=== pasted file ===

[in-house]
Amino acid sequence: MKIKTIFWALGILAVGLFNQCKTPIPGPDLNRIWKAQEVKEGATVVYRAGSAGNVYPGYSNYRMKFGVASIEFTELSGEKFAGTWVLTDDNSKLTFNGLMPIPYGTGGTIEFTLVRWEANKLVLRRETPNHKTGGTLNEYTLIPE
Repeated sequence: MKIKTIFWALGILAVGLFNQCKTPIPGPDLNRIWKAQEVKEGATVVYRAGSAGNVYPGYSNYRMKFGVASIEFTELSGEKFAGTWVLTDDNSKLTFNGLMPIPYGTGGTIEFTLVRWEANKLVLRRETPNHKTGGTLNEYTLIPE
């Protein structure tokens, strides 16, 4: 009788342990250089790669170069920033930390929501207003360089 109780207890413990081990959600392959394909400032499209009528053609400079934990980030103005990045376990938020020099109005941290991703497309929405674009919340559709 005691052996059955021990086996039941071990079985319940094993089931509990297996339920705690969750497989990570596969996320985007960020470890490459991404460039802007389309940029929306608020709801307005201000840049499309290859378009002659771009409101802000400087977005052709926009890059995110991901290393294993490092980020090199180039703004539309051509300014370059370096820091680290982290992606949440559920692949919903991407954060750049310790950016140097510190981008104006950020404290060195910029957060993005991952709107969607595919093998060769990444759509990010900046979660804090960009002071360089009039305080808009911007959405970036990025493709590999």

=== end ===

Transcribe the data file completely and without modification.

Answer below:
[in-house]
Amino acid sequence: MKIKTIFWALGILAVGLFNQCKTPIPGPDLNRIWKAQEVKEGATVVYRAGSAGNVYPGYSNYRMKFGVASIEFTELSGEKFAGTWVLTDDNSKLTFNGLMPIPYGTGGTIEFTLVRWEANKLVLRRETPNHKTGGTLNEYTLIPE
Repeated sequence: MKIKTIFWALGILAVGLFNQCKTPIPGPDLNRIWKAQEVKEGATVVYRAGSAGNVYPGYSNYRMKFGVASIEFTELSGEKFAGTWVLTDDNSKLTFNGLMPIPYGTGGTIEFTLVRWEANKLVLRRETPNHKTGGTLNEYTLIPE
């Protein structure tokens, strides 16, 4: 009788342990250089790669170069920033930390929501207003360089 109780207890413990081990959600392959394909400032499209009528053609400079934990980030103005990045376990938020020099109005941290991703497309929405674009919340559709 005691052996059955021990086996039941071990079985319940094993089931509990297996339920705690969750497989990570596969996320985007960020470890490459991404460039802007389309940029929306608020709801307005201000840049499309290859378009002659771009409101802000400087977005052709926009890059995110991901290393294993490092980020090199180039703004539309051509300014370059370096820091680290982290992606949440559920692949919903991407954060750049310790950016140097510190981008104006950020404290060195910029957060993005991952709107969607595919093998060769990444759509990010900046979660804090960009002071360089009039305080808009911007959405970036990025493709590999």